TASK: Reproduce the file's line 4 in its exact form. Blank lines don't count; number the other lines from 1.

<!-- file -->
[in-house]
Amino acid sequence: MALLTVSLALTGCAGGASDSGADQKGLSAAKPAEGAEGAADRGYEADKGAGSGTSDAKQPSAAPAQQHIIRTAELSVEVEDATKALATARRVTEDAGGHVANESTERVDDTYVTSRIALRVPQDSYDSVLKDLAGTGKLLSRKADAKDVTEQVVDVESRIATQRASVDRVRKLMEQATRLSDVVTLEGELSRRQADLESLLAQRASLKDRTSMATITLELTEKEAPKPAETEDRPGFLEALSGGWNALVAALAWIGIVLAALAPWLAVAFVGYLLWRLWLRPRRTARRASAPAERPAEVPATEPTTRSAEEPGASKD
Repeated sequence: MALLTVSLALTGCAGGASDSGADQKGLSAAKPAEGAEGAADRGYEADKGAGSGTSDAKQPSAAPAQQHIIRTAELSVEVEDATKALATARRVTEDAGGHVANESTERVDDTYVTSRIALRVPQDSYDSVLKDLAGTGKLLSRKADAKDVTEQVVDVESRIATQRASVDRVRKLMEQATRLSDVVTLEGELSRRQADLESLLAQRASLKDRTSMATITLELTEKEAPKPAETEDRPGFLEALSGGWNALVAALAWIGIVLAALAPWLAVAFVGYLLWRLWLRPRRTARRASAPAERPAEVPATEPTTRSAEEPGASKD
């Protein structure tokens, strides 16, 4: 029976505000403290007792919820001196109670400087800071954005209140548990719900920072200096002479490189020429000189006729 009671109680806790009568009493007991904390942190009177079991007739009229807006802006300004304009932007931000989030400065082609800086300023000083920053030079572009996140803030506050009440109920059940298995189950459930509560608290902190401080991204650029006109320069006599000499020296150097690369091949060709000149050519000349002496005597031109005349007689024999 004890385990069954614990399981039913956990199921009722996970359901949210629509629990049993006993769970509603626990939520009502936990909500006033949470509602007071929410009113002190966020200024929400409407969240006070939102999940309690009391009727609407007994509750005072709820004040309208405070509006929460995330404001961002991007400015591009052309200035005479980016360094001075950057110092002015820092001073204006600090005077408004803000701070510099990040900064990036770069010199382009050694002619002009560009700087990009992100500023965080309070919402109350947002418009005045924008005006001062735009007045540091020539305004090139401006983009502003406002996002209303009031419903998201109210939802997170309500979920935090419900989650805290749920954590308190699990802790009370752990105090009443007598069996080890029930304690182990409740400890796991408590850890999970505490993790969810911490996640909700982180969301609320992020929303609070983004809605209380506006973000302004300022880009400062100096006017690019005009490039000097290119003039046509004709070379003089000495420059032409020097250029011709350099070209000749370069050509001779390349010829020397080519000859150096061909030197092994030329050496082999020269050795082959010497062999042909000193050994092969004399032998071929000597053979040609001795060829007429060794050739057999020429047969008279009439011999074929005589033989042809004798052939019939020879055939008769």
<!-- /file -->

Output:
């Protein structure tokens, strides 16, 4: 029976505000403290007792919820001196109670400087800071954005209140548990719900920072200096002479490189020429000189006729 009671109680806790009568009493007991904390942190009177079991007739009229807006802006300004304009932007931000989030400065082609800086300023000083920053030079572009996140803030506050009440109920059940298995189950459930509560608290902190401080991204650029006109320069006599000499020296150097690369091949060709000149050519000349002496005597031109005349007689024999 004890385990069954614990399981039913956990199921009722996970359901949210629509629990049993006993769970509603626990939520009502936990909500006033949470509602007071929410009113002190966020200024929400409407969240006070939102999940309690009391009727609407007994509750005072709820004040309208405070509006929460995330404001961002991007400015591009052309200035005479980016360094001075950057110092002015820092001073204006600090005077408004803000701070510099990040900064990036770069010199382009050694002619002009560009700087990009992100500023965080309070919402109350947002418009005045924008005006001062735009007045540091020539305004090139401006983009502003406002996002209303009031419903998201109210939802997170309500979920935090419900989650805290749920954590308190699990802790009370752990105090009443007598069996080890029930304690182990409740400890796991408590850890999970505490993790969810911490996640909700982180969301609320992020929303609070983004809605209380506006973000302004300022880009400062100096006017690019005009490039000097290119003039046509004709070379003089000495420059032409020097250029011709350099070209000749370069050509001779390349010829020397080519000859150096061909030197092994030329050496082999020269050795082959010497062999042909000193050994092969004399032998071929000597053979040609001795060829007429060794050739057999020429047969008279009439011999074929005589033989042809004798052939019939020879055939008769």